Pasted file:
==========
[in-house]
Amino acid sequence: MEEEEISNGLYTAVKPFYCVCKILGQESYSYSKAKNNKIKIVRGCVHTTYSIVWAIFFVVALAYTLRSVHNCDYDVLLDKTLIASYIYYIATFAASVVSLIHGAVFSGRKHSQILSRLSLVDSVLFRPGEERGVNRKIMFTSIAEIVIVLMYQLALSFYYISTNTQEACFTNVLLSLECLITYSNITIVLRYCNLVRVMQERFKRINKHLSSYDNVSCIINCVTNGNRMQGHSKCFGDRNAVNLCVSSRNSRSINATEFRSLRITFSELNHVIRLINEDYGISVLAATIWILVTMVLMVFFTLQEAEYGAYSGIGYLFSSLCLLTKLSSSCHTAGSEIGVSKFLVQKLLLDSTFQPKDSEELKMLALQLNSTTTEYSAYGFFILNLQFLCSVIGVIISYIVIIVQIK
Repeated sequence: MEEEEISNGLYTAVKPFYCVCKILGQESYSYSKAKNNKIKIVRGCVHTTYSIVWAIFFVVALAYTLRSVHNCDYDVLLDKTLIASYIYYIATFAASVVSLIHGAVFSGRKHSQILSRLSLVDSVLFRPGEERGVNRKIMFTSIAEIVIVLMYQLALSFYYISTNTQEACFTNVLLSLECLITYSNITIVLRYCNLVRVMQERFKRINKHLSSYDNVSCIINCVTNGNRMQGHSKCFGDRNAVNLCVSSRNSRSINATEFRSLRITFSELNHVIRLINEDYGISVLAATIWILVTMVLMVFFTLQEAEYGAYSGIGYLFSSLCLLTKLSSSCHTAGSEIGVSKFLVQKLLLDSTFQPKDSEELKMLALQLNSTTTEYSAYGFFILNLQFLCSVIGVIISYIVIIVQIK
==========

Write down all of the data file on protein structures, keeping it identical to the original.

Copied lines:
[in-house]
Amino acid sequence: MEEEEISNGLYTAVKPFYCVCKILGQESYSYSKAKNNKIKIVRGCVHTTYSIVWAIFFVVALAYTLRSVHNCDYDVLLDKTLIASYIYYIATFAASVVSLIHGAVFSGRKHSQILSRLSLVDSVLFRPGEERGVNRKIMFTSIAEIVIVLMYQLALSFYYISTNTQEACFTNVLLSLECLITYSNITIVLRYCNLVRVMQERFKRINKHLSSYDNVSCIINCVTNGNRMQGHSKCFGDRNAVNLCVSSRNSRSINATEFRSLRITFSELNHVIRLINEDYGISVLAATIWILVTMVLMVFFTLQEAEYGAYSGIGYLFSSLCLLTKLSSSCHTAGSEIGVSKFLVQKLLLDSTFQPKDSEELKMLALQLNSTTTEYSAYGFFILNLQFLCSVIGVIISYIVIIVQIK
Repeated sequence: MEEEEISNGLYTAVKPFYCVCKILGQESYSYSKAKNNKIKIVRGCVHTTYSIVWAIFFVVALAYTLRSVHNCDYDVLLDKTLIASYIYYIATFAASVVSLIHGAVFSGRKHSQILSRLSLVDSVLFRPGEERGVNRKIMFTSIAEIVIVLMYQLALSFYYISTNTQEACFTNVLLSLECLITYSNITIVLRYCNLVRVMQERFKRINKHLSSYDNVSCIINCVTNGNRMQGHSKCFGDRNAVNLCVSSRNSRSINATEFRSLRITFSELNHVIRLINEDYGISVLAATIWILVTMVLMVFFTLQEAEYGAYSGIGYLFSSLCLLTKLSSSCHTAGSEIGVSKFLVQKLLLDSTFQPKDSEELKMLALQLNSTTTEYSAYGFFILNLQFLCSVIGVIISYIVIIVQIK